Mashable are doing it wrong

When I started to take an interest in social media a couple of years ago, the concern most often voiced was that marketeers would get their grubby hands on it and spoil it for everyone else. I never really felt that would happen because of the permission based nature of the thing. You only see the updates of people or brands that you have chosen to follow. For me that was an important distinction between social media and all traditional media up until that point.

What I hadn’t banked on was the pervasive nature of underhand marketing tactics. There have been a few things recently which have annoyed me. I already ranted briefly about marketing types making recommendations based on nothing but loyalty to their own clients.  This time my hackles have been raised by The Mashable Awards

I have nothing against the awards in principle, or awards in general.

What gets my goat is the requirement that any vote in the awards is automatically retweeted or posted to your Facebook account. It can’t be turned off. So if you want to vote for a few things then you are actively spamming your own followers on behalf of Mashable.

It’s most annoying because Mashable are the ubiquitous social media follow. Everyone with any interest in the arena is reading what they say and this begins to look like an acceptable approach to viral marketing. 

It’s not. 

It’s insidious. Any vote I might make on the site is purely an endorsement for that brand, it is in no way an implicit endorsement of Mashable, yet if I vote I am promoting their content without consultation. The status updates that it generates are junk mail and should be treated as such.

It may not seem like a big deal. If we are all following Mashable anyway then we do kind of endorse them right? Maybe, but that’s not the problem.

Rather, if other hooked up organisations begin to adopt the same approach, our Facebook feeds or Twitter streams will quickly fill up with this crap.

Just as we do with spam we will learn to ignore it and software will be developed to automatically remove it from our lives. 

Our carefully selected, permission based social media networks will cease to be of value and we will move on to something else.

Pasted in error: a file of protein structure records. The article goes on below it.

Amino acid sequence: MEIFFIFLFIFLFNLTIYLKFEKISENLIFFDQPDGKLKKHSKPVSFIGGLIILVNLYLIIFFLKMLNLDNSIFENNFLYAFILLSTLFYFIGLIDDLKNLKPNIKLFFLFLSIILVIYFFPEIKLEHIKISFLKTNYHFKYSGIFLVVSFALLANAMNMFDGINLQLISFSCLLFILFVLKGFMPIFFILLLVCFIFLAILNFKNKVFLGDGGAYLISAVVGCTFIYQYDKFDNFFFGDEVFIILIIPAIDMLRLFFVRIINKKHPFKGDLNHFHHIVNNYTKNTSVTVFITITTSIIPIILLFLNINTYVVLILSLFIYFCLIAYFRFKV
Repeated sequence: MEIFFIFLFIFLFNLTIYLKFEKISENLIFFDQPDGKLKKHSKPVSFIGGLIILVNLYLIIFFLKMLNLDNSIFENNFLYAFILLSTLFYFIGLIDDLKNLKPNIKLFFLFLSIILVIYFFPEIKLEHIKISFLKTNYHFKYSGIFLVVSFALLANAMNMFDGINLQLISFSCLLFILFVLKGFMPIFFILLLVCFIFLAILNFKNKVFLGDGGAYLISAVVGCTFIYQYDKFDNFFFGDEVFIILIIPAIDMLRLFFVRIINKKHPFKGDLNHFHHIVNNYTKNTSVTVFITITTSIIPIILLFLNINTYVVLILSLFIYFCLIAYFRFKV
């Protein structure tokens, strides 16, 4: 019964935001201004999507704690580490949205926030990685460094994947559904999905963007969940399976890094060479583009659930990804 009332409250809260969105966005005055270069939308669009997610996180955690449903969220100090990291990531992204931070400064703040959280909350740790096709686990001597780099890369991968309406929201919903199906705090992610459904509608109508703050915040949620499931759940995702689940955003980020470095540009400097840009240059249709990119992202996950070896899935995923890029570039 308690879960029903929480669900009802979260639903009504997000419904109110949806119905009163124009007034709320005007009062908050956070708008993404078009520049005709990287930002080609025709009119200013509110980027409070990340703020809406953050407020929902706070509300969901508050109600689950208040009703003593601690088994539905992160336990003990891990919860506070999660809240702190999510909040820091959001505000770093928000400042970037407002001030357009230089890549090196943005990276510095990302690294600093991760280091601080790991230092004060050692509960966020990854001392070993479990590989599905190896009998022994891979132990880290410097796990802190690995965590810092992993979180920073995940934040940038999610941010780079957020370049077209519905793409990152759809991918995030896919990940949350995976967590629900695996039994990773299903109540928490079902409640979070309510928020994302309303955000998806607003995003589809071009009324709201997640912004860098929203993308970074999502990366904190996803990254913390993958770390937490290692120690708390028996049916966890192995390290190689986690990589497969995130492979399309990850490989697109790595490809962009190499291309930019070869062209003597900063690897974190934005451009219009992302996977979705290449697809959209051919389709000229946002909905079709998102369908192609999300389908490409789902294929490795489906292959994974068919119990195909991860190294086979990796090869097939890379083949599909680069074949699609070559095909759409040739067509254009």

Marketeers who use social media. Don’t take a leaf out of Mashable’s book. If you truly value your customers and have respect for whatever they CHOOSE to say using social media channels, trust them to work out whether they want to tell the world that they have just clicked on your call to action.


Just splashing about

My son (who’s 4) went along to his first swimming class yesterday.

He’s been to the swimming pool with my wife and I since he was a few weeks old and, as far as I knew, he couldn’t swim. He enjoyed being in the water, splashing and playing, but he couldn’t actually travel from A-B without assistance.

Then yesterday I come home to find him excitedly waving a badge at me. Turns out he’d swum a length! On his own!

See, I thought I had him pegged. But I didn’t. He was way better than I ever knew and all he needed was a bit of encouragement.

You’re way older than 4, are you just splashing about?

Image credit: Timothy Smith

Your job as a creator of content

People access the internet because they want information.

They use that information to help them make decisions. It might be small decision like “what should I watch on telly tonight?”, or it might be a big one like “should I move to Dunfermline?”*

It’s your job, as a creator of content, to make those decisions as easy as possible by providing all of the relevant information. It’s NOT your job to steer those people to make a decision that you may prefer by only providing some of the relevant information.

If your offering is good enough then you should have no worries. If it’s not, then you’re going to be found out sooner rather than later.

* for the record, the answers are “QI” and “No!”